That was our only cover. It was always a crowd pleaser – here we are ten plus years talking about it!
What do you remember about your European tour? What were the high and low points for you and how were you received in the UK? What are your fondest – or weirdest – memories?
It was all a blur. We did two EU tours and the UK only once. Breaking down in the snow in north Sweden was not fun. Getting to play in Bosnia, Serbia, Macadonia, and Greece was a pretty surreal experience for sure.
What were reactions to you like in the punk press (MRR, Heartattack, Punk Planet, whoever) at the time?
If I remember correctly hit or miss, but usually we were kinda written off for our name and for being a non-political band. Like I said, that kinda pissed us off and made us a better band in the end.
Ad points out that you were touring at a point when it was still pretty common to have not heard a touring band before seeing them. While it was possible to be bowled over by an unheard-band, do you feel that this worked to your disadvantage? You obviously had the hook-up with German label Flowerviolence, but I’m not sure how well distributed you were this side of the pond before that?
Yeah, we were for sure in the last generation of bands to tour without cellphones and GPS! We never had any formidable backing, promo or distro while we were around. We just said fuck it and hit the road because that is what we all wanted to do at the time.
What put an end to Asschapel? Was it a slow death or quick and virtuous?
In my opinion, pretty much what made Asschapel great was what ultimately destroyed it. We didn’t start Asschapel as a business – we were just some pissed off friends from Nashville who wanted to play some catchy thrash-prog-punk. But when the money crunch comes in and everyone is broke and their personal lives start falling apart it’s hard to keep it fun and everyone on the same page… Looking back we would have been a band longer if we would have been little more business-minded and had better luck with vans – we broke down every tour…
What kind of a legacy do you think the band left behind? Is there anything that you would change, if you had your time again?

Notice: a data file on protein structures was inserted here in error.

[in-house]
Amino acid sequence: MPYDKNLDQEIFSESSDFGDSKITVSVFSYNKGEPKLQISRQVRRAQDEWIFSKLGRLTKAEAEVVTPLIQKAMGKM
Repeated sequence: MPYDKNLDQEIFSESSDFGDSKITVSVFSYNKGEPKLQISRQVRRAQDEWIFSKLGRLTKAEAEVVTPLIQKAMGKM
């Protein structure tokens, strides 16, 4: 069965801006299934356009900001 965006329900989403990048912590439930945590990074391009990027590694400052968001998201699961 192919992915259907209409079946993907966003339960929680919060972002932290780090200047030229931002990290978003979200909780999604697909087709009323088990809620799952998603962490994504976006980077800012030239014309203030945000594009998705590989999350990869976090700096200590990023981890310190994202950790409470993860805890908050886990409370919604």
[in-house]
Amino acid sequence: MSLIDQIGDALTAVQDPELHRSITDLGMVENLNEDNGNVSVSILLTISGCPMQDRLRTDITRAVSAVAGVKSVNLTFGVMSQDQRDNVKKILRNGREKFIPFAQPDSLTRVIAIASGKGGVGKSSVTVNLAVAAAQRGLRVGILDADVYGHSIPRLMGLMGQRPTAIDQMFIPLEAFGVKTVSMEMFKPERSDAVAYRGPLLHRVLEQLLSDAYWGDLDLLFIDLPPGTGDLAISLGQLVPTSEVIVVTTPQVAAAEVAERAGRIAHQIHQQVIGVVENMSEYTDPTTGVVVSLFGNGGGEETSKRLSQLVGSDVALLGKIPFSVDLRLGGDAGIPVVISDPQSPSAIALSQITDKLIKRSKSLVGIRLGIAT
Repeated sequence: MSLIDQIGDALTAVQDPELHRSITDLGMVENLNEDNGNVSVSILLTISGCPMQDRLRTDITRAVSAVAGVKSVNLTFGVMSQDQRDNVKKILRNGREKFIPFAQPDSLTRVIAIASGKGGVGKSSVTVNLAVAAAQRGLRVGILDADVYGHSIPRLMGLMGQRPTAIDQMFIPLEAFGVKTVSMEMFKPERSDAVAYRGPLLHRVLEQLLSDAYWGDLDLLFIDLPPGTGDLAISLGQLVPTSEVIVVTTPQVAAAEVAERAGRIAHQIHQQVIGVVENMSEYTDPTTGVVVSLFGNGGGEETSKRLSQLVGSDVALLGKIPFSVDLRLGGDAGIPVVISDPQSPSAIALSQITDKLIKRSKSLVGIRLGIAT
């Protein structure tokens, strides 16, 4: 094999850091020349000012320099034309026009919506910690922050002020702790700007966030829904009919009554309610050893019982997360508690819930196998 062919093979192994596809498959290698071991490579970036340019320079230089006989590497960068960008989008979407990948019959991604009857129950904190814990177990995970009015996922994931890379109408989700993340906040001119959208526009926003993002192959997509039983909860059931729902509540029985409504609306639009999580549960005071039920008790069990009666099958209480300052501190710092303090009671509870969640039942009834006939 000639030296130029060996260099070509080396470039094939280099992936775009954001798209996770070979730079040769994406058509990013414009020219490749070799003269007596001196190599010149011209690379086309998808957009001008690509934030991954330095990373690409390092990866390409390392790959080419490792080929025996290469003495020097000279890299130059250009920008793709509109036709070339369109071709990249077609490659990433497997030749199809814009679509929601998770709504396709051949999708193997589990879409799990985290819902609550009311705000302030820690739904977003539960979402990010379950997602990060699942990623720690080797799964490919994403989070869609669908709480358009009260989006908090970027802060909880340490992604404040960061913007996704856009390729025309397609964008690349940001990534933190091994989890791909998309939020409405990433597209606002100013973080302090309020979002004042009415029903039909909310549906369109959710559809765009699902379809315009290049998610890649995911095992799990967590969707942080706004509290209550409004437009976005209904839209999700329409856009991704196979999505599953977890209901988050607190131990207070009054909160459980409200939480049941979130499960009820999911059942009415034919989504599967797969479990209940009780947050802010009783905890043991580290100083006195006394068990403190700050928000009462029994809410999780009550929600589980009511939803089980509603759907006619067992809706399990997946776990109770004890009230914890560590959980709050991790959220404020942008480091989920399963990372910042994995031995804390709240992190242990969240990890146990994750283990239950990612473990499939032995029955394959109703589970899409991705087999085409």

That’s hard to say so I won’t… But I think the legacy of Asschapel will now be solidified with Southern Lord releasing our discography to expose a new generation of pissed off kids to the Chapel of Ass…
How did the Southern Lord discography come about? Were you pals with Greg at the time, or did this only come about later by virtue of the Pelican connection? What kind of memories did putting the discog together dredge up? Were they all positive?
It’s kind of a long story… But, yeah, positive for the most part to look back 10+ years later with some objectivity and realize how much crazy stuff we pulled off and that people still talk about and care about Asschapel… About Two years ago, our original bass player JRob sent our first cassette demo to our old friend superfan Dan Emery at Black Matter Mastering to clean up which we put on Bandcamp. That really got us Assdudes all talking again. Fast forward about a year or so when Pelican toured, Goatsnake Greg from Southern Lord and I realised we had a mutual friend in Brad Boatright (From Ashes Rise/Audiosiege Mastering) and that, in a nutshell, is what ultimately led to Southern Lord Releasing the Asschapel discography.
What did you all go on to do after Asschapel? How would you say the band informed your latter endeavours, and did the experience ‘teach’ you anything?
Erik went on to play in the Nashville band Hans Condor. Chris the drummer plays in the Nashville band Tijuana Goat Ride. First bassist JRob plays in the Seattle Band Witch Ripper and Tom, the Moog/synth player, went on to play bass in a band called Ayebawl. Second bassist Nygard retired from music after Asschapel and started a family. I moved to Chicago in 2008 and started doing session work for Sanford Parker, started a band called The Swan King and then ended up playing guitar in Pelican around 2011.